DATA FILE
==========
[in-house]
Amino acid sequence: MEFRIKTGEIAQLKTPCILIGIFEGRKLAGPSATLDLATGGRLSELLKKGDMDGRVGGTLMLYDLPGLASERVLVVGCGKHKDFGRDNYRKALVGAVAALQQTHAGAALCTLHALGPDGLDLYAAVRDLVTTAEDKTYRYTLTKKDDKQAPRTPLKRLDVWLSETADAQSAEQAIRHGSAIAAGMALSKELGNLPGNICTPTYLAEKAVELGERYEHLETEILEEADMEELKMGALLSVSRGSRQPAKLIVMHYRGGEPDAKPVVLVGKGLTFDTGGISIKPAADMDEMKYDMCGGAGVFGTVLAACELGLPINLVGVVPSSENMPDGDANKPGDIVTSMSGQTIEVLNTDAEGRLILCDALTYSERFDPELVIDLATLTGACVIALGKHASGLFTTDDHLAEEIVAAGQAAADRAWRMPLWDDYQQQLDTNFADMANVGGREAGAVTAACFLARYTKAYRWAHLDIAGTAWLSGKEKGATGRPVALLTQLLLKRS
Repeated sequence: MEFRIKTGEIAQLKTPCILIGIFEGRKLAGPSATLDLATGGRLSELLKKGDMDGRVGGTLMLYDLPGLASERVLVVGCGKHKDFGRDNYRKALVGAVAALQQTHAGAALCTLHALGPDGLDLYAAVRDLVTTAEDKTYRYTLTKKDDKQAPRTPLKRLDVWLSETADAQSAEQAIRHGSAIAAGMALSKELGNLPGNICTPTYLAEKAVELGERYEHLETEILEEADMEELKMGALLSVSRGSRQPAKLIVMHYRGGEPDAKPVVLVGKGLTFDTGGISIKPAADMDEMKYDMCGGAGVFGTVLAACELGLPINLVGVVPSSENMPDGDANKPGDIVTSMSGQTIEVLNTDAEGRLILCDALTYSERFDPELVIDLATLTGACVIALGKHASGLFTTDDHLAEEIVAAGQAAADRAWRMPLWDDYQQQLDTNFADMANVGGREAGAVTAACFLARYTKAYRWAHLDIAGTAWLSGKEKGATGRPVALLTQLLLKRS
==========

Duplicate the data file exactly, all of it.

[in-house]
Amino acid sequence: MEFRIKTGEIAQLKTPCILIGIFEGRKLAGPSATLDLATGGRLSELLKKGDMDGRVGGTLMLYDLPGLASERVLVVGCGKHKDFGRDNYRKALVGAVAALQQTHAGAALCTLHALGPDGLDLYAAVRDLVTTAEDKTYRYTLTKKDDKQAPRTPLKRLDVWLSETADAQSAEQAIRHGSAIAAGMALSKELGNLPGNICTPTYLAEKAVELGERYEHLETEILEEADMEELKMGALLSVSRGSRQPAKLIVMHYRGGEPDAKPVVLVGKGLTFDTGGISIKPAADMDEMKYDMCGGAGVFGTVLAACELGLPINLVGVVPSSENMPDGDANKPGDIVTSMSGQTIEVLNTDAEGRLILCDALTYSERFDPELVIDLATLTGACVIALGKHASGLFTTDDHLAEEIVAAGQAAADRAWRMPLWDDYQQQLDTNFADMANVGGREAGAVTAACFLARYTKAYRWAHLDIAGTAWLSGKEKGATGRPVALLTQLLLKRS
Repeated sequence: MEFRIKTGEIAQLKTPCILIGIFEGRKLAGPSATLDLATGGRLSELLKKGDMDGRVGGTLMLYDLPGLASERVLVVGCGKHKDFGRDNYRKALVGAVAALQQTHAGAALCTLHALGPDGLDLYAAVRDLVTTAEDKTYRYTLTKKDDKQAPRTPLKRLDVWLSETADAQSAEQAIRHGSAIAAGMALSKELGNLPGNICTPTYLAEKAVELGERYEHLETEILEEADMEELKMGALLSVSRGSRQPAKLIVMHYRGGEPDAKPVVLVGKGLTFDTGGISIKPAADMDEMKYDMCGGAGVFGTVLAACELGLPINLVGVVPSSENMPDGDANKPGDIVTSMSGQTIEVLNTDAEGRLILCDALTYSERFDPELVIDLATLTGACVIALGKHASGLFTTDDHLAEEIVAAGQAAADRAWRMPLWDDYQQQLDTNFADMANVGGREAGAVTAACFLARYTKAYRWAHLDIAGTAWLSGKEKGATGRPVALLTQLLLKRS